Prysmian has carried through to a successful conclusion the sea trial tests for ultra-deep installation of a 500 kV HVDC MI1 cable at a water depth of 2150 metres. This is an industry record-breaking installation, and the first time an HVDC cable has been laid at such a depth. The achievement ‘sets new market standards’ says Prysmian.

The non-metallic armoured cable, which was designed with a composite material based on high modulus synthetic fibres, may shape the new generation of cable technology.  The use of an innovative armouring solution that in water can be 50% lighter than steel, combined with the state-of-the-art cable-laying vessel Leonardo da Vinci, will enable the installation and maintenance of Terna’s Tyrrhenian Link at a water depth of more than 2000 metres, the deepest ever reached with a power cable.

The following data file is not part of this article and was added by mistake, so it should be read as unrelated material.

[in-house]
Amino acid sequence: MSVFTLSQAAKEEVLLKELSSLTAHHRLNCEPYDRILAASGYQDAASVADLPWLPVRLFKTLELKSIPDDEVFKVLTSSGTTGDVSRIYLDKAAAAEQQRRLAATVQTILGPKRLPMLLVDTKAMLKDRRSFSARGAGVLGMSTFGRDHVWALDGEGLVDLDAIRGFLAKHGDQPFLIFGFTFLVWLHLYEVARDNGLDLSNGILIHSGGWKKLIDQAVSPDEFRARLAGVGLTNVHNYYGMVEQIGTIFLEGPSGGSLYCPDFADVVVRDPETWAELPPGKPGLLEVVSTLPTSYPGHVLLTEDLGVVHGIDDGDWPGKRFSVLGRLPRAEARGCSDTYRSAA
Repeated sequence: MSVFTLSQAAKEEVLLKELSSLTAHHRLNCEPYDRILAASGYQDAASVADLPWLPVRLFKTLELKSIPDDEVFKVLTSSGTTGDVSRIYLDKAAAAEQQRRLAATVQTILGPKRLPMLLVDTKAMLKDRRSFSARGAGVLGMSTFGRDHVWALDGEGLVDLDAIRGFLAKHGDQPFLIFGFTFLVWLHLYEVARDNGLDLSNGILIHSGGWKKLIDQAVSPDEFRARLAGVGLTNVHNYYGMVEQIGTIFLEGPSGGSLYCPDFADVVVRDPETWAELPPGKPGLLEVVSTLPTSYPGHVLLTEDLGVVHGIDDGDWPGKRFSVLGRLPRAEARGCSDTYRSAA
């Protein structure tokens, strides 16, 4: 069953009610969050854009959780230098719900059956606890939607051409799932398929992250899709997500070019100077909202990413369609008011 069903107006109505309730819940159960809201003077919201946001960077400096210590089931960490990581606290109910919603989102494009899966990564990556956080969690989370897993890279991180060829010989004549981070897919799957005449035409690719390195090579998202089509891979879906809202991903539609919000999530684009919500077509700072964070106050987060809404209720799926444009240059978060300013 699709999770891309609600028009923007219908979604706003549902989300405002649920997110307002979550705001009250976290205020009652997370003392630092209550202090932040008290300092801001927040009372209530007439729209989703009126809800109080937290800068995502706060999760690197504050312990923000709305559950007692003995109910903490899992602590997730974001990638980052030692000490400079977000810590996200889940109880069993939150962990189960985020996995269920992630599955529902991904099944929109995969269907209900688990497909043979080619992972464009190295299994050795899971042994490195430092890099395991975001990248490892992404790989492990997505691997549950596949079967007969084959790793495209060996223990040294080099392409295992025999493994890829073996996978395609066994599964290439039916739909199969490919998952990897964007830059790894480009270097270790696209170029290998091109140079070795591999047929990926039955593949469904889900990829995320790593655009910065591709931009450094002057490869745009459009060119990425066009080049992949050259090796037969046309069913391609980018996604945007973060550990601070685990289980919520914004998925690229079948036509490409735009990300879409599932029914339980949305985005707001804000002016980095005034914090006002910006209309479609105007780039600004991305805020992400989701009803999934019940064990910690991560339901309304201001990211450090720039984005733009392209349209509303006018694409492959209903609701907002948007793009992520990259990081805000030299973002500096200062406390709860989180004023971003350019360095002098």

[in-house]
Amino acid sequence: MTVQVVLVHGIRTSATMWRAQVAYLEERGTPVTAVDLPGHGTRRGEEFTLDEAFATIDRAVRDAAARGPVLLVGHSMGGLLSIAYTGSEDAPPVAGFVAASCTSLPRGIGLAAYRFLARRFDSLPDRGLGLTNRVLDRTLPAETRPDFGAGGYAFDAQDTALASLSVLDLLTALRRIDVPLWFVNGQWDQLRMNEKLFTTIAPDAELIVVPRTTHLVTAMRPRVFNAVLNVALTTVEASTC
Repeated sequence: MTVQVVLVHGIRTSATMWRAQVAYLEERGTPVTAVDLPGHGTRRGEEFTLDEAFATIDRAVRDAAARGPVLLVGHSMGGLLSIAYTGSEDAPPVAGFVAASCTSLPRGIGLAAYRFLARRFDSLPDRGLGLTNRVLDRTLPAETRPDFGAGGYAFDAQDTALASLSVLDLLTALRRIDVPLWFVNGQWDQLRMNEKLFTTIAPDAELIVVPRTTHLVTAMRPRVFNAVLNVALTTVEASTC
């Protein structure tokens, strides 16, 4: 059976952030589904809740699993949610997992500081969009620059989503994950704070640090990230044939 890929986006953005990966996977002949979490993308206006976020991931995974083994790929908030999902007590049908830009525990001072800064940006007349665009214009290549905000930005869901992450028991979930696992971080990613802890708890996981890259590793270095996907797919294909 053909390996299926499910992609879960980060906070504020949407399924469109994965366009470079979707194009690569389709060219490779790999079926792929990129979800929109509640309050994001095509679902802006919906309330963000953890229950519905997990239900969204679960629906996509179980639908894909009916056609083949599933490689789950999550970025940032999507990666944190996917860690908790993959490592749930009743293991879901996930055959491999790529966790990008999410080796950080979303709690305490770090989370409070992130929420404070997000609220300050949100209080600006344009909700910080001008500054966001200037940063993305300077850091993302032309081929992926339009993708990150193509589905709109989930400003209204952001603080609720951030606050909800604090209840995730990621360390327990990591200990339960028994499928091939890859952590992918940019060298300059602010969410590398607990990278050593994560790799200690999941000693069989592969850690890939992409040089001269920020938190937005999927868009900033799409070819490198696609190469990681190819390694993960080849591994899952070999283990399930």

The success of the sea trials is the result of many laboratory tests. The same light weight armour technology had in fact been used in 2019 for the Evia – Andros-Tinos interconnection at a water depth of 550 m and in 2020 for the Crete-Peloponnese submarine interconnection project at 1000 m.

The cable will also be employed for the Tyrrhenian Link, a €1.7 billion project awarded in 2021 by Terna S.p.A. Under the contract, Prysmian will design, supply, and install a total of over 1500 km of submarine cables to support the power exchange among Sardinia, Sicily and Campania, and reinforcing the Mediterranean energy hub.